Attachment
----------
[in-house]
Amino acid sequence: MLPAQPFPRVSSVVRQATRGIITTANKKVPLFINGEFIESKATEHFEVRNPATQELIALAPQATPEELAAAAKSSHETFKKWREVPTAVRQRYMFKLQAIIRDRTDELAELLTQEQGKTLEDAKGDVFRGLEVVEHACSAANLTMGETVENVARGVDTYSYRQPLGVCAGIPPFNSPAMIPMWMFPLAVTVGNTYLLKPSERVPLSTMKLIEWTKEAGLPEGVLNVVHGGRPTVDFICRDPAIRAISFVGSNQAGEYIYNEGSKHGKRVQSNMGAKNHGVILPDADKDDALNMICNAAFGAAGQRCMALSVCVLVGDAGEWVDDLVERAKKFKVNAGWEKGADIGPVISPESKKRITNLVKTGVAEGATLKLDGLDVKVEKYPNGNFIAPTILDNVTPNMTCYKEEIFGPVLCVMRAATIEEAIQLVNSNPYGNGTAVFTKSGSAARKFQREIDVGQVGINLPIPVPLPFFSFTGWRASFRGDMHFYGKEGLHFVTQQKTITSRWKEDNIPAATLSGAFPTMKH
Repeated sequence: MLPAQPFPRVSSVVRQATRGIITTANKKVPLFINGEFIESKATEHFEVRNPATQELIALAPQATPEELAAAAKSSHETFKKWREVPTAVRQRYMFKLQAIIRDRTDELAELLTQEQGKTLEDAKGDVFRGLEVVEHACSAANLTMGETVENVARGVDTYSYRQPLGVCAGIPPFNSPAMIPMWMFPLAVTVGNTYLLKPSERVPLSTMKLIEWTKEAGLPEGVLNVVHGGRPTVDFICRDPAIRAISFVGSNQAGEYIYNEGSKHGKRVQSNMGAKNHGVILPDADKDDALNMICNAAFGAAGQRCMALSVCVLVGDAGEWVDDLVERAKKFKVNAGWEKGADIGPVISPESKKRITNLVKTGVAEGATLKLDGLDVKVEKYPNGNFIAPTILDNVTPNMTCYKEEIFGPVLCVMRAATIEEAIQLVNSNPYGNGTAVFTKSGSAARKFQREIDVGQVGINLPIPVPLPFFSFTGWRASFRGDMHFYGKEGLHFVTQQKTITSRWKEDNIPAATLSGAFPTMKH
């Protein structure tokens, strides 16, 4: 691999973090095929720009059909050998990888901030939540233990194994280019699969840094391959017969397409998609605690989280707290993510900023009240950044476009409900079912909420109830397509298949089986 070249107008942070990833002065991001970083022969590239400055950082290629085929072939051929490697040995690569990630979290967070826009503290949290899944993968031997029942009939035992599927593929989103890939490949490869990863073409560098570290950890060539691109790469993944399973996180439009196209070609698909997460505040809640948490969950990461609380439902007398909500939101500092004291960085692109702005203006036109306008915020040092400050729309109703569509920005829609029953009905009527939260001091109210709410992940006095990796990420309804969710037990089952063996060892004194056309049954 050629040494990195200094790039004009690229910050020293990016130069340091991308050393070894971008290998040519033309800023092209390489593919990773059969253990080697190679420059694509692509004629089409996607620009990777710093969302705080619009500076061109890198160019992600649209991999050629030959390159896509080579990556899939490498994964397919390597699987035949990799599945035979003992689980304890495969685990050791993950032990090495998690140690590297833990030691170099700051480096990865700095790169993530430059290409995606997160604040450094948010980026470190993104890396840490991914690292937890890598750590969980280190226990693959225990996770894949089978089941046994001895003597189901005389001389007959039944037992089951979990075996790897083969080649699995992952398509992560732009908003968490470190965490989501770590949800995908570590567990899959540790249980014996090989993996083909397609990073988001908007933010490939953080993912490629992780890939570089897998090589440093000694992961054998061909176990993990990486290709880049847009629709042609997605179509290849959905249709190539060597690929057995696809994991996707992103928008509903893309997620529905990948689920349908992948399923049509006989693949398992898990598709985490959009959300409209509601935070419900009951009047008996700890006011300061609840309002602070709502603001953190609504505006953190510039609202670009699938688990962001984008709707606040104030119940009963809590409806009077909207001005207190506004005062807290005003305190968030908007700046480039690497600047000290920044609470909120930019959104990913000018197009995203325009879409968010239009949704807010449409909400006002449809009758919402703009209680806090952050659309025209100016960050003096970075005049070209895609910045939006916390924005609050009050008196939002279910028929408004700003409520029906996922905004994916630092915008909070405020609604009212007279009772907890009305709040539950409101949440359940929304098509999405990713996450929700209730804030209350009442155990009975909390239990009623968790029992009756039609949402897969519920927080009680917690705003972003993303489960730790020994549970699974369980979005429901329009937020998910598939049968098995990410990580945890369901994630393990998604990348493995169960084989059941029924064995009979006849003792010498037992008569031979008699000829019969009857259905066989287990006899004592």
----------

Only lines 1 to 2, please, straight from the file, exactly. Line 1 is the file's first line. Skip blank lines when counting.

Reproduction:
[in-house]
Amino acid sequence: MLPAQPFPRVSSVVRQATRGIITTANKKVPLFINGEFIESKATEHFEVRNPATQELIALAPQATPEELAAAAKSSHETFKKWREVPTAVRQRYMFKLQAIIRDRTDELAELLTQEQGKTLEDAKGDVFRGLEVVEHACSAANLTMGETVENVARGVDTYSYRQPLGVCAGIPPFNSPAMIPMWMFPLAVTVGNTYLLKPSERVPLSTMKLIEWTKEAGLPEGVLNVVHGGRPTVDFICRDPAIRAISFVGSNQAGEYIYNEGSKHGKRVQSNMGAKNHGVILPDADKDDALNMICNAAFGAAGQRCMALSVCVLVGDAGEWVDDLVERAKKFKVNAGWEKGADIGPVISPESKKRITNLVKTGVAEGATLKLDGLDVKVEKYPNGNFIAPTILDNVTPNMTCYKEEIFGPVLCVMRAATIEEAIQLVNSNPYGNGTAVFTKSGSAARKFQREIDVGQVGINLPIPVPLPFFSFTGWRASFRGDMHFYGKEGLHFVTQQKTITSRWKEDNIPAATLSGAFPTMKH